Keith Cadwallader

2016 Clean Label Conference

Previous speaker at the  2015 Protein Trends & Technologies Seminar

 

Keith-CadwalladerPresentation: The Chemistry and Application of Natural Flavorings

Speaker: Keith R. Cadwallader, Ph.D., Department of Food Science and Human Nutrition, University of Illinois

Dr. Keith R. Cadwallader received his B.S. degree from the University of Georgia, and his M.S. and PhD. degrees from the University of Florida.  He worked as assistant professor at Louisiana State University, as assistant/associate professor at Mississippi State University and then joined the faculty of the University of Illinois, College of Agricultural, Consumer and Environmental Sciences in 1999.  He currently holds the rank of professor of food chemistry within the Department of Food Science and Human Nutrition.

Keith is a leading national and international researcher and scholar in the field of flavor science.  Through his research and teaching he has made both fundamental and applied contributions to our current understanding of flavor chemistry and analysis.  He was awarded the prestigious 2007 Stephen S. Chang Award for Excellence in Lipid or Flavor Science from the Institute of Food Technologist.  In 2010, he was elected Fellow in the Agricultural and Food Chemistry Division of the American Chemical Society in recognition of his scientific contributions to the field of agricultural and food chemistry, specifically in the area of flavor science.

Keith’s research involves the study of food flavor as it relates to overall food quality. Specific interests include: food flavor chemistry and analysis, occurrence and mechanisms of flavor formation in foods, technology for production of food flavors, and physical chemistry of food matrix-flavor binding, release and interactions. He has co-edited five books and published over 50 refereed book chapters and over 90 refereed journal articles in the area of food flavor chemistry and analysis.  His research has been published in the highest impact journals in the field of flavor chemistry, including the Journal of Agricultural and Food Chemistry, Journal of Food Science, Analytical Chemistry, Journal of Sensory Studies, Journal of the American Oil Chemists Society, Cereal Chemistry, Journal of Dairy Science and the Flavour and Fragrance Journal.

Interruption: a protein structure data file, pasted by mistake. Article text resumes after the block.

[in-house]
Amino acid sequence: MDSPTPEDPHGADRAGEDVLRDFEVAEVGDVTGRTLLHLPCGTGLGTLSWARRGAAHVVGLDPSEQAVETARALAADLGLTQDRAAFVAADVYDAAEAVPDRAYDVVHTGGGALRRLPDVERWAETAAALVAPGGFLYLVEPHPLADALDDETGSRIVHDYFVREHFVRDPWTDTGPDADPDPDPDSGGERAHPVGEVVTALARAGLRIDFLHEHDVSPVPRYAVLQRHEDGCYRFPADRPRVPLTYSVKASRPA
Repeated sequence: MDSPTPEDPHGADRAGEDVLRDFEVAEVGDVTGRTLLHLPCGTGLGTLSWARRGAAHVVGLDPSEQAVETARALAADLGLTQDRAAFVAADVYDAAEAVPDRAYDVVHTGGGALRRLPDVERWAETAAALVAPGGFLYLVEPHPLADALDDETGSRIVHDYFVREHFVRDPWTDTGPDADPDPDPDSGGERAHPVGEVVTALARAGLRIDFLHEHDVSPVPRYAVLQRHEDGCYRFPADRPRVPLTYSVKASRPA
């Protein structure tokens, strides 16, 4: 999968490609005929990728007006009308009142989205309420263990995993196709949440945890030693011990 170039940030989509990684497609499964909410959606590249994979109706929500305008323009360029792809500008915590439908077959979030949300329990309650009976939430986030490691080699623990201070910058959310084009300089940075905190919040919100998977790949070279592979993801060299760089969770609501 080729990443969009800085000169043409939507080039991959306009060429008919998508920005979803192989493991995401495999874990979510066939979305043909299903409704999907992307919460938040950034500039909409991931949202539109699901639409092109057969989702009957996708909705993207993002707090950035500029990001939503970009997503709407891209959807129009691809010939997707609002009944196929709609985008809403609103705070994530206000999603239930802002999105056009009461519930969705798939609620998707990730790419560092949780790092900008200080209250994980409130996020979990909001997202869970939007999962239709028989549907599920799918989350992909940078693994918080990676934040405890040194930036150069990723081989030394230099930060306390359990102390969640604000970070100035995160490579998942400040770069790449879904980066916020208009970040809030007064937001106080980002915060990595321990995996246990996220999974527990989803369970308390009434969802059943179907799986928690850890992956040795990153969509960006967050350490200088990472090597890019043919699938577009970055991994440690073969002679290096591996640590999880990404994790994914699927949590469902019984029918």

In addition, Dr. Cadwallader has presented over 50 invited symposium papers and over 100 scientific papers at national and international scientific meetings.  He currently serves on the editorial board of the Flavour and Fragrance Journal and is an associate editor of the Journal of Food Science.

Contact Information:
1302 W. Pennsylvania Ave., Urbana, IL 61801
217-333-5803
cadwlldr@illinois.edu.

 

2016 Clean Label Conference

Title: The Chemistry and Application of Natural Flavorings

The taste and aroma of a food plays a crucial role in the perception of its quality. Even as many consumers shy away from products with the word “artificial” on their ingredient lists, the expectation remains that “clean label” foods and beverages will continue to possess desirable sensory properties. This presentation looks at some of the sources, basic chemistry, food matrix interactions and impact of processing on flavorings categorized as natural. A better understanding of these facets of flavoring use leads to more effective and efficient use natural flavoring compounds.

2015 Protein Trends & Technologies Seminar
Technology Program: Formulating with Proteins

Title: Flavor Challenges and Solutions for High Protein Functional Foods and Beverages
Off-flavors limit the consumer acceptability of high protein-containing functional foods and beverages. Bitterness, astringency and off-odors often accompany the proteins used in their formulation. Furthermore, proteins can selectively bind added flavorings, leading to flavor fade or to imbalanced flavor. This presentation will focus on off-flavors and flavor binding interactions that occur in protein-rich functional foods and beverages. Special attention will be given to how this problem may be overcome by use of masking and taste blocking agents, tailored flavorings, and other strategies designed to reduce and/or complement the inherent flavors of these products, thus resulting in a finished product with an acceptable flavor profile.

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